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Lawmakers react to Green's State of the State address, affordability plan

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Office of Gov. Josh Green
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Gov. Josh Green discusses his Green Affordability Plan at a press briefing following his inaugural State of the State address on Jan. 23, 2023.

In his inaugural State of the State address, Gov. Josh Green shared his strategy to tackle the state’s high cost of living through the Green Affordability Plan.

“If adopted fully, this package, by the Legislature, it will provide just over $300 million in tax relief annually to the people who need it the most,” Green said Monday.

During his term in office, Green is looking at reforming tax credits and breaks, establishing a climate impact fee for visitors and proposing $1 billion for local housing this fiscal year through the Hawai‘i Public Housing Authority.

Green highlighted his administration's work that has taken place in the last 49 days since he took office, like funding ʻOhana zones for the homeless, increasing resources for physicians' educational loan repayment and expanding medical programs across University of Hawaiʻi campuses.

To demonstrate his commitment, in the middle of his speech, Green publicly signed an emergency proclamation on homelessness.

“This emergency proclamation will streamline construction and processes for housing,” Green said. “It removes unnecessary barriers, removes red tape. We've done this before together and it worked and enables our partners our community leaders to tackle homelessness head-on.”

Green envisions shifting the tax brackets by doubling the standard deduction from $2,200 to $5,000, and doubling the personal exemption from $1,144 to $2,288. That means a potential saving for a family of four could be about $2,000. Green is also proposing reform to the Child and Dependent Tax Credit.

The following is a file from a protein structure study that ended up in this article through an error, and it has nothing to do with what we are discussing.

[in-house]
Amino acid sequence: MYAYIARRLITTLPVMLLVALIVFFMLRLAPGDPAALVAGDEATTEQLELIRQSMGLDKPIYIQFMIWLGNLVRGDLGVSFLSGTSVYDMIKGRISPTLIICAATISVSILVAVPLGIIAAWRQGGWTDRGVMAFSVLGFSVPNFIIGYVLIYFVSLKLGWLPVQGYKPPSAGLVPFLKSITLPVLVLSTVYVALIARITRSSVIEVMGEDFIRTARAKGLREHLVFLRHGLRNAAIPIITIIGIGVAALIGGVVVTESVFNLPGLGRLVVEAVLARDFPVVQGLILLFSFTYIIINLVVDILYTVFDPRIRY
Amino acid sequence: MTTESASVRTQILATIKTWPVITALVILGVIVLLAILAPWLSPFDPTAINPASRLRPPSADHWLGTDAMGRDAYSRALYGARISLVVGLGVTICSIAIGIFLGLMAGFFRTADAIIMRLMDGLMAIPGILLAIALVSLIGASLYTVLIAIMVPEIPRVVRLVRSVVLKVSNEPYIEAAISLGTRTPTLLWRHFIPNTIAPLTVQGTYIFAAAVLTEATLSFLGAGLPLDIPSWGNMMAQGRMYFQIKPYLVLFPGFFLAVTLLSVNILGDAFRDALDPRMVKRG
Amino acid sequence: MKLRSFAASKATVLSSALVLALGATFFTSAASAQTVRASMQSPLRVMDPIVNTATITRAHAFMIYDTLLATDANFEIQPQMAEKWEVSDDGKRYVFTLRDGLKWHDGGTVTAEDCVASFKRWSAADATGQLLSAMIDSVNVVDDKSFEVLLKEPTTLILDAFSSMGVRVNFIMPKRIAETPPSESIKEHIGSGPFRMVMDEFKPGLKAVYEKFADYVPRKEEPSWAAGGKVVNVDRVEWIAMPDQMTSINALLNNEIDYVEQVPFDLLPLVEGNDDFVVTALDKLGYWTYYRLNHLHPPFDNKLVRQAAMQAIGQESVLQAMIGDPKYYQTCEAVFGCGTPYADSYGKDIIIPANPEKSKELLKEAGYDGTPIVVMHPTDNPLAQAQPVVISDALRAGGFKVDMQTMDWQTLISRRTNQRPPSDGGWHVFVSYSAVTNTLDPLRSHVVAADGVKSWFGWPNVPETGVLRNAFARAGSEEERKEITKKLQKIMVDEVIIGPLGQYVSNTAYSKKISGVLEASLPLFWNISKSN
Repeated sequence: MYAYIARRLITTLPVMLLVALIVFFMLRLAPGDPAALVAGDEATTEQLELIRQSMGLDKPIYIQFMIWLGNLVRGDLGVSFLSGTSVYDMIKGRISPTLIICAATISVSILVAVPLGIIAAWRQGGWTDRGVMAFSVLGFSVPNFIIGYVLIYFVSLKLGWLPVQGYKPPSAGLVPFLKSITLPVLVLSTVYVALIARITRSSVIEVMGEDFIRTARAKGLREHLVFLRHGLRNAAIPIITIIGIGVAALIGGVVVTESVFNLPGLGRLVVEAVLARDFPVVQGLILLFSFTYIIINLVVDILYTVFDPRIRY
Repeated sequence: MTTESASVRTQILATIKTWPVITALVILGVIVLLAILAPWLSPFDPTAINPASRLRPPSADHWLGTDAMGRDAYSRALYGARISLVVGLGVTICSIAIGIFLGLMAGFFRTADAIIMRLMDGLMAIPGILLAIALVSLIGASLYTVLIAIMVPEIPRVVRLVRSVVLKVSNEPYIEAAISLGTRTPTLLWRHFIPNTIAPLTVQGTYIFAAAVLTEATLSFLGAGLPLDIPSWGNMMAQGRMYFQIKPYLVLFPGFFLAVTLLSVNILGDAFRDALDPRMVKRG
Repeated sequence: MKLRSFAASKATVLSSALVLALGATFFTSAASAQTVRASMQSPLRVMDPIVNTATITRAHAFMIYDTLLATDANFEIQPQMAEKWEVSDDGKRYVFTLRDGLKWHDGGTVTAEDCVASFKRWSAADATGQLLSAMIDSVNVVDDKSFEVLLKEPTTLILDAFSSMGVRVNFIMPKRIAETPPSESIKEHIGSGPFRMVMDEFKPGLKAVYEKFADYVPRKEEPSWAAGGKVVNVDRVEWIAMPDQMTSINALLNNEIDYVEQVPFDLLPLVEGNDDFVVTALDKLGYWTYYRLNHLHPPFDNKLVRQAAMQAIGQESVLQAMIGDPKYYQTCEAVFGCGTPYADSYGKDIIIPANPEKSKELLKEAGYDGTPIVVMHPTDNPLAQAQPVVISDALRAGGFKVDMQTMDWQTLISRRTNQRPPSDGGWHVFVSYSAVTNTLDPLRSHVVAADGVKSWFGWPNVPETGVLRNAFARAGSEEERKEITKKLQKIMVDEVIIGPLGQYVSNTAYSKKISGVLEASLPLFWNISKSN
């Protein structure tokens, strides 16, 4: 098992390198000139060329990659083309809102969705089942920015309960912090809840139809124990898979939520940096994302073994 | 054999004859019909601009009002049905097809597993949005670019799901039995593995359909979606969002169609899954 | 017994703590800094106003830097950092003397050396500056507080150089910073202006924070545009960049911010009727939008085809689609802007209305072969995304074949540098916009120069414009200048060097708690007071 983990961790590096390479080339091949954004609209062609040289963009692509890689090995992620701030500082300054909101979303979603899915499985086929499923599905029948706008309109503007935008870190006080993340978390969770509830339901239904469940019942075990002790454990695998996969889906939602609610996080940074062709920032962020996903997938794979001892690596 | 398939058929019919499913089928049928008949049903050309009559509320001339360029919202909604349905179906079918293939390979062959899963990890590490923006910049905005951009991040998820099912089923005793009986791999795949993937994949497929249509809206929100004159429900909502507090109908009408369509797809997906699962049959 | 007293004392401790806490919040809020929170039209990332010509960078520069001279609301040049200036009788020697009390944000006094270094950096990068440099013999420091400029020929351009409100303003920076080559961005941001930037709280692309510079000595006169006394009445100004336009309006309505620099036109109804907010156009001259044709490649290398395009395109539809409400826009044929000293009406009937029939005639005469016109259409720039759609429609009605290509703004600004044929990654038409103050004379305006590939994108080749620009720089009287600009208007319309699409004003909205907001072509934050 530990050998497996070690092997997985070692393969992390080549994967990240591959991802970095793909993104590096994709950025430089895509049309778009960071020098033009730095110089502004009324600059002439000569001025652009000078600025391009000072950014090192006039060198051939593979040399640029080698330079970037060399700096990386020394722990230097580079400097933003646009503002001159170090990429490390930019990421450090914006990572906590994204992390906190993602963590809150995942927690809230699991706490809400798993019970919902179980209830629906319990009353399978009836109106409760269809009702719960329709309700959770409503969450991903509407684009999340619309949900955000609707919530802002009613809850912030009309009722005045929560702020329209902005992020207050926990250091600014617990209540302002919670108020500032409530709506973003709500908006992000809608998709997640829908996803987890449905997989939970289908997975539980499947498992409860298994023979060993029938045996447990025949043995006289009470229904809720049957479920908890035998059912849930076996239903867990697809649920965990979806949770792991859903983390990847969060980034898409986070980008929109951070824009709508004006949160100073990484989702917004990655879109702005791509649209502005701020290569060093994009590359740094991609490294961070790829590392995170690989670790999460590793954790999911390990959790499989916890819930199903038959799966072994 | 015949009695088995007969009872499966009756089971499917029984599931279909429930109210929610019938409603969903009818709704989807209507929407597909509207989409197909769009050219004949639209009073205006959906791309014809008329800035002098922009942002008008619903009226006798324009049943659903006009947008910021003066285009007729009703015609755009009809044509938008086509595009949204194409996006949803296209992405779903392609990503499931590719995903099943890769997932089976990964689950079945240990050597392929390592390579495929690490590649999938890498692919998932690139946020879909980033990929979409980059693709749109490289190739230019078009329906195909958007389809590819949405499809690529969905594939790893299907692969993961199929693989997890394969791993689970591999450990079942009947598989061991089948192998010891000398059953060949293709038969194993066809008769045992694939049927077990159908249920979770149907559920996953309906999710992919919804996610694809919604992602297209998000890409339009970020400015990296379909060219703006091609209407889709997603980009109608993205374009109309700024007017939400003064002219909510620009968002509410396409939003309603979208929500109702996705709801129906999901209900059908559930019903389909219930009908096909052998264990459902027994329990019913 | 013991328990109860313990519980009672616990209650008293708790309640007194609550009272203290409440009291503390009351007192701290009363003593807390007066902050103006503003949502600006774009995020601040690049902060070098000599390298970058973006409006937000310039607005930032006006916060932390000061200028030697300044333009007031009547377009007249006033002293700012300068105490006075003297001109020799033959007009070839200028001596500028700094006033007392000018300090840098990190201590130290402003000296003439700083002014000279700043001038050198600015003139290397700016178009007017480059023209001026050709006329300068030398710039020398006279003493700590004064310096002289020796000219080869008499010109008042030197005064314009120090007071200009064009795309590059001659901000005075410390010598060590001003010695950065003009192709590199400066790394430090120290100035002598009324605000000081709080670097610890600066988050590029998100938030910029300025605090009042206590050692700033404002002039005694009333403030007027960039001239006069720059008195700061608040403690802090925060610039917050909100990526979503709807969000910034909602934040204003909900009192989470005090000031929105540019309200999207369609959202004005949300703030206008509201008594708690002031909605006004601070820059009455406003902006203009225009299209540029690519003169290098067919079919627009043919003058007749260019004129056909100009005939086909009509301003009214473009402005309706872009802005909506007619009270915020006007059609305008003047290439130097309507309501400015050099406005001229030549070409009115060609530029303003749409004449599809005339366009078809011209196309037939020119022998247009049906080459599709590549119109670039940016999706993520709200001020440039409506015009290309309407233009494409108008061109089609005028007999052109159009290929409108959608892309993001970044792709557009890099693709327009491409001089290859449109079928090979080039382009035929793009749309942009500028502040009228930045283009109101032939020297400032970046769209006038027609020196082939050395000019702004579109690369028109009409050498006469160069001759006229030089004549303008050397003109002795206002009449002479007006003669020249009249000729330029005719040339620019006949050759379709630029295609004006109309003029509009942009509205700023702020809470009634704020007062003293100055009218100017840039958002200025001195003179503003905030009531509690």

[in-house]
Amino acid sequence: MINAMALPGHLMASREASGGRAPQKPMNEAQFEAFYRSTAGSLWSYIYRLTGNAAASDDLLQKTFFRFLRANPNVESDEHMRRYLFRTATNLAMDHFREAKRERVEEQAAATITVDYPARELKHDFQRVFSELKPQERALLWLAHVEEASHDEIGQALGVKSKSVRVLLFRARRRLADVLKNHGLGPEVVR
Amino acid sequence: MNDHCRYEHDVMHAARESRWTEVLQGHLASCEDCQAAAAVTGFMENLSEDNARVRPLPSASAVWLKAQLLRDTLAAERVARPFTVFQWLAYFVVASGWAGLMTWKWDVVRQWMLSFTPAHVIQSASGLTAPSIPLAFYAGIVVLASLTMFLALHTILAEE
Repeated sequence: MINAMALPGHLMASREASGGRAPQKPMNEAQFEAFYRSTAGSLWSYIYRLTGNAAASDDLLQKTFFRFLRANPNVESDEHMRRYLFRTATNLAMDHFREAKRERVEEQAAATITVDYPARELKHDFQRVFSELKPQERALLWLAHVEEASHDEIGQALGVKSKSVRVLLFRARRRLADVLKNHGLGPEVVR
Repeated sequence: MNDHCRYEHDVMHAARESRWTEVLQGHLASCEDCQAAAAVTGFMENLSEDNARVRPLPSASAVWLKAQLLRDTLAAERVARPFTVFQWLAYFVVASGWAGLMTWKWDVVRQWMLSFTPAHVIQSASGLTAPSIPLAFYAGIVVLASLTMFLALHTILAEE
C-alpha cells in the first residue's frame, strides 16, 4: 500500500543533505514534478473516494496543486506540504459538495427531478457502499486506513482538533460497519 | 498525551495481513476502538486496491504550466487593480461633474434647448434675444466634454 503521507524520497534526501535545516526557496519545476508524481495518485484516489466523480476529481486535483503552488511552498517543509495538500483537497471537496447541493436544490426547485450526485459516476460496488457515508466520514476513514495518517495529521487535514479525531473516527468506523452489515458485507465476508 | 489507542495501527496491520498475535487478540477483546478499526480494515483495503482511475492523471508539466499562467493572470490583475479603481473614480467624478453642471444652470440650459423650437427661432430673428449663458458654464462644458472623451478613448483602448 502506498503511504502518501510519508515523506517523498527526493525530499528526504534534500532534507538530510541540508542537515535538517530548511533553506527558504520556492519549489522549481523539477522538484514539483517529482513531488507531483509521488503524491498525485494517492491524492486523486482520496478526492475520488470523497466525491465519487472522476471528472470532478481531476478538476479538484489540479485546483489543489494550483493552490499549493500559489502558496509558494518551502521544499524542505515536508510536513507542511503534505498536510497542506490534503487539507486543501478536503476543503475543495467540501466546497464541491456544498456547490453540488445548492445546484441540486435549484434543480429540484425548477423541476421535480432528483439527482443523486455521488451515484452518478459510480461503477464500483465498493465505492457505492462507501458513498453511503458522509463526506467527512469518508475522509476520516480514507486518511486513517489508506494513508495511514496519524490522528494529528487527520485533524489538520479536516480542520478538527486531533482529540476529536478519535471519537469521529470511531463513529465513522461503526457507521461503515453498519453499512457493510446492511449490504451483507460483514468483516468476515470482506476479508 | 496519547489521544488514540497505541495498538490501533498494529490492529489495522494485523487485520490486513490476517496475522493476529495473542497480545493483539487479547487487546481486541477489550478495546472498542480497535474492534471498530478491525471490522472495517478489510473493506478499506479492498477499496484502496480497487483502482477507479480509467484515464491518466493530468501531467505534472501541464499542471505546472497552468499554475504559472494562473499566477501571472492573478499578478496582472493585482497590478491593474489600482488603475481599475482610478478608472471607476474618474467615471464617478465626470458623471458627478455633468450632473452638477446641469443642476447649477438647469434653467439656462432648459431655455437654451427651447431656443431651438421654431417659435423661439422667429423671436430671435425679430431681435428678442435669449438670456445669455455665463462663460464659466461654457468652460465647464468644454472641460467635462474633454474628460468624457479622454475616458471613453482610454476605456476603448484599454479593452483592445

House Speaker Scott Saiki of Oʻahu said some of Green's priorities align with what lawmakers have planned to do this session. The state House has already committed to setting aside $300 million for the Rental Housing Trust Fund, Saiki said.

“From our perspective, that's the starting point for the discussion,” he said Monday.

Saiki noted that both the House and executive branch want to bring financial relief to residents.

“We may have to determine what the best avenue is for that, whether it's through exemptions or credits. But we have I think, a concept, an idea,” Saiki said.

And as talks continue, Senate President Ron Kouchi of Kauaʻi said a clearer financial picture will drive discussion.

In March, the state's Council on Revenues report will come out, which will ultimately have the most impact on what the next fiscal year's budget will need to look like.

House Finance Chair Kyle Yamashita of Maui said only time will tell if the state can take on new projects to fund.

“We're gonna have to look at the details, and all of these things and how they roll out,” Yamashita said. “I think it's a good idea to be bold, as the governor said, but I think no devil is always in the details.”

Sabrina Bodon is a general assignment reporter at Hawaiʻi Public Radio. Contact her at sbodon@hawaiipublicradio.org or 808-792-8252.
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